Post by Henry
Our current location in the San Luis Valley of Colorado is kind of remote. That’s not a complaint. We prefer remote locations. We’re out in the country at a quiet little campground with views of big mountains in all directions. It’s absolutely beautiful.
|The View from our Camp Site|
If there’s a downside, it’s that you have to travel a long way to the grocery store. And when you DO go, you need to make sure you don’t forget something important (like coffee or beer) or else you have to go without (Gasp!) or make another trip back. Our choices for grocery stores here are fifty (50) miles south to Alamosa or thirty (30) miles north to Salida.
Part of the fun on our journey has been checking out new places. Sometimes we discover cool towns that seem like they would be a great place to live. And some places are……….not.
Salida turned out to be a very cool place in more ways than one.
It’s a small town with a population of 5,000+ people. The bustling little downtown historic district is alive with people, eateries, assorted shops, and Loretta’s favorite kind of shop - consignment. It appears to be a very dog friendly town as we noticed folks walking their pooches everywhere, including in the shops and eateries, too.
The first day we visited, they were getting ready to kick off the 67th Annual Whitewater Festival, known locally as FIBArk - First in Boating the Arkansas. The headwaters of the Arkansas River flows through town and this year, the water was unusually high due to the spring snow melt and above average rainfall.
|The Raging Arkansas River|
Where there is normally a riverside sidewalk under the balconies!
The riverfront park had a stage for live music, and tents set up for various vendors.
So we were wandering around town and while Loretta was in one of the consignment shops, I parked my butt outside on a bench and was looking at something on my phone when I sensed two people come around the corner and stop in front of me.
Then came two questions:
“Are you from the Atlanta area?”
“Yep” I responded, kinda stunned.
“You work for United Distributors?”
“Yep, that’s me” I said, even more stunned.
This is an amazing moment! Here I am, 1,500 miles away in a small town in Colorado, being recognized by someone who used to work for the same company I worked for! James retired almost two (2) years before me, and last year he and his wife, Mary, moved to Salida after falling in love with this enchanting, small town and to be closer to their son and daughter, who have been living in Colorado for over ten years. Another uncanny coincidence - James and Mary are Loretta's parents names!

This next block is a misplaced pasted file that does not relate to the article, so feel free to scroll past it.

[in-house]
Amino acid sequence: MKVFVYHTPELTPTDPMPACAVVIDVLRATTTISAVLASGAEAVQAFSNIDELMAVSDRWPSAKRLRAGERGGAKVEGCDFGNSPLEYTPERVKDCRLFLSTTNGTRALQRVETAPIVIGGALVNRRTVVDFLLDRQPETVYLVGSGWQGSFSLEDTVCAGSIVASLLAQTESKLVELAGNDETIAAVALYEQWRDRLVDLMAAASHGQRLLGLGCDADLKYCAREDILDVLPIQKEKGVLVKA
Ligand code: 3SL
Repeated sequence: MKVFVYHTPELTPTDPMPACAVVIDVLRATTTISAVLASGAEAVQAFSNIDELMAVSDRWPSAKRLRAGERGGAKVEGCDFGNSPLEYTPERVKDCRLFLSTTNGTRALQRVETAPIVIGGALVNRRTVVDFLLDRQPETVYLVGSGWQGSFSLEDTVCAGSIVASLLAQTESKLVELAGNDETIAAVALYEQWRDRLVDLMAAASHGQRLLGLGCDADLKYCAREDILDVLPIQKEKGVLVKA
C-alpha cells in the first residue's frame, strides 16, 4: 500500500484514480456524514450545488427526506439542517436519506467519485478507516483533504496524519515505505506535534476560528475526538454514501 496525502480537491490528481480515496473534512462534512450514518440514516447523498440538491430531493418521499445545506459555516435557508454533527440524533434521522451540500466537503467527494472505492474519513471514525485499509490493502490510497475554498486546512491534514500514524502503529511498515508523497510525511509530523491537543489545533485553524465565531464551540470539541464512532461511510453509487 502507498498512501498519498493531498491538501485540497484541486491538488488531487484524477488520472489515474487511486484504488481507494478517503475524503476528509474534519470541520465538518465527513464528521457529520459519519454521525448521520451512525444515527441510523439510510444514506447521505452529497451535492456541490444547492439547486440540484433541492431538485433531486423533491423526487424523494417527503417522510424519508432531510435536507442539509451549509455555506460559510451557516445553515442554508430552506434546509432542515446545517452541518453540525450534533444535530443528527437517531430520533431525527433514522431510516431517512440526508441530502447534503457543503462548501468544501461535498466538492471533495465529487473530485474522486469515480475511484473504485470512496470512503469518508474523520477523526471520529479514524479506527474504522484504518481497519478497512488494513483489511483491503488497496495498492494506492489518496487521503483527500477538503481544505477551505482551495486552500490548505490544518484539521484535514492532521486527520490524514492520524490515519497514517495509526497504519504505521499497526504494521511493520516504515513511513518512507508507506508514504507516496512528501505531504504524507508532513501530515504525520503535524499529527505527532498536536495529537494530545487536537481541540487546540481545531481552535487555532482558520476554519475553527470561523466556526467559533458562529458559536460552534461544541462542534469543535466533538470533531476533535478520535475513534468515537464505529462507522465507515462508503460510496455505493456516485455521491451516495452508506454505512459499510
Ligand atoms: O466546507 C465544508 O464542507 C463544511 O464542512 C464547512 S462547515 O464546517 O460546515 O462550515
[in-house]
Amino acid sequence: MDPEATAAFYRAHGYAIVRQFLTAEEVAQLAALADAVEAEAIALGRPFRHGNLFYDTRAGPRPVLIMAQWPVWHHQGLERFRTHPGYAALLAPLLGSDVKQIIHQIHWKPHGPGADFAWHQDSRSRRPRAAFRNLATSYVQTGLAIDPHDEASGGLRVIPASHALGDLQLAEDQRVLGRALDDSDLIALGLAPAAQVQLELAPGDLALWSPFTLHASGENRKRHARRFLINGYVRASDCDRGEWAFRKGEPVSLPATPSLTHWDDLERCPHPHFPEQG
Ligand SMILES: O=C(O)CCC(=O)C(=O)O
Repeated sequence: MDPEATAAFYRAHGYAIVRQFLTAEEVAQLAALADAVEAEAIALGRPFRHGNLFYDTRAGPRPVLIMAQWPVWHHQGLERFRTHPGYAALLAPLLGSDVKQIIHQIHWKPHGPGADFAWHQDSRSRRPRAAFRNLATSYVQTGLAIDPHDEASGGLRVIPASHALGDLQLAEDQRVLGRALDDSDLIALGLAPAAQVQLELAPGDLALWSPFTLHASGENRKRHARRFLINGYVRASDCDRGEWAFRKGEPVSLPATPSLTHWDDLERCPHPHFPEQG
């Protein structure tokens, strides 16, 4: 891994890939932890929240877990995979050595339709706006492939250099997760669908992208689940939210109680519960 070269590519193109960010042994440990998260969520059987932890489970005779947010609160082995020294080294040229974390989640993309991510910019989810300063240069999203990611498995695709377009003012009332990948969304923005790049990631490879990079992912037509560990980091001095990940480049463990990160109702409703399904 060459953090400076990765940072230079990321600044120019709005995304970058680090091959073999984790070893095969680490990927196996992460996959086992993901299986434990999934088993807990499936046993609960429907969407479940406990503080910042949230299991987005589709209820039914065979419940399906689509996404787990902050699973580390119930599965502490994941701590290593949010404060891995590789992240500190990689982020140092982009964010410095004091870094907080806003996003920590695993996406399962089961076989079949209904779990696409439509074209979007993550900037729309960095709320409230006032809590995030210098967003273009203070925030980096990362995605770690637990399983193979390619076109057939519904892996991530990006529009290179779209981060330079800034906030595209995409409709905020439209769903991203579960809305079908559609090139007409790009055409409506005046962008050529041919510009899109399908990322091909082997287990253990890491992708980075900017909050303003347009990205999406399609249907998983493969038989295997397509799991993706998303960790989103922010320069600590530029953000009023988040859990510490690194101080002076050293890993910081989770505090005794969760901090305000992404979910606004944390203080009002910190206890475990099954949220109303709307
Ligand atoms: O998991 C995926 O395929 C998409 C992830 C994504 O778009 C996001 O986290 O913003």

James and I didn’t know each other at work very well, as we worked in different departments in separate buildings, but here we were in Colorado, James and Mary, Loretta and I, striking up a friendship and acting like we’d known each other for years!
We got together later that same day at the riverfront park to catch some of the live music and support one of the events’ sponsors, Eddyline Brewing.
|FIBArk Music at the Park|
We went back on Saturday for a full day of festivities in Salida, starting with the local farmers market.
At 10:00 a.m. was the Whitewater Festival Parade, complete with marching bands, clowns, antique cars, fire trucks, and everything you would expect at a small town All American event.
|Start the Parade!|
|Save the Planet|
|Greedy, Pooping Pink Pig|
No More Taxes!
|Eat More Fish|
|Riding High in Colorado, USA|
We watched some of the whitewater kayaking competition, with participants from all over the world.
|Going for It!|
The day culminated with the four of us having dinner at a restaurant overlooking the river, and were joined by their son, Robert, and daughter, Caroline, and her husband, Dan.
Phew! What a day!
Since then, we’ve spent more time together.
We traveled up to Leadville to attend the BBQ & Brew Festival, which was another full day in a historic Old West town.
Recently, we hung out with them for a day in and around Salida, first going to the local Arts Festival. Afterward, we hiked to the top of “S” Mountain, which got our heart rate up and gave us a bird’s eye view of the town and surrounding mountains.
We topped the day off being treated to a delicious cookout at James and Mary’s house, which is located within walking distance of downtown.
And one final outing began with James and Mary coming out to our campsite and then on to the little town of Saguache (pronounced Suh-watch) for a very tasty lunch at a local diner, which included homemade coconut pie (yum)!
|Want a bite? Temptation...|
Afterwards we walked through the town. In the park, they had pictures of the town back in the 1800's, and the town still looks just the same as it did back then!
Mary and Loretta talked briefly with this gentleman, who was working on a 1920's model Linotype machine. He prepares the local newspaper to this day on this machine which first belonged to his grandfather, then his dad, and he continues the legacy.
|A Bygone Era|
We’ve certainly enjoyed spending time with our new friends, James and Mary.
I’ve been told there are no coincidences in life. Some things were meant to be.
It all started with the closest grocery store being in Salida. And checking out the cool, little town. And me sitting on the bench outside of the consignment shop at that exact time on that particular day……..